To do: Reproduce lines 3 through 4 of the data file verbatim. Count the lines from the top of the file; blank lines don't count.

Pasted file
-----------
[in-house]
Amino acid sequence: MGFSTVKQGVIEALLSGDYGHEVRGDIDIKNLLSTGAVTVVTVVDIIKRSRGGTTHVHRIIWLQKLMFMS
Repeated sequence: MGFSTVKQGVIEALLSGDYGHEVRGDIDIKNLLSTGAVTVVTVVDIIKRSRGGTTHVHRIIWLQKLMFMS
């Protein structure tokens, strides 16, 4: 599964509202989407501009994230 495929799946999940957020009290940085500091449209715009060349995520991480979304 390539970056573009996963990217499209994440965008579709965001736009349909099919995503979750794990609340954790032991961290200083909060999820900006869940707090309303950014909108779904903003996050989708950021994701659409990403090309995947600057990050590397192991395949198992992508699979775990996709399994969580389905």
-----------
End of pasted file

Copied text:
Repeated sequence: MGFSTVKQGVIEALLSGDYGHEVRGDIDIKNLLSTGAVTVVTVVDIIKRSRGGTTHVHRIIWLQKLMFMS
């Protein structure tokens, strides 16, 4: 599964509202989407501009994230 495929799946999940957020009290940085500091449209715009060349995520991480979304 390539970056573009996963990217499209994440965008579709965001736009349909099919995503979750794990609340954790032991961290200083909060999820900006869940707090309303950014909108779904903003996050989708950021994701659409990403090309995947600057990050590397192991395949198992992508699979775990996709399994969580389905």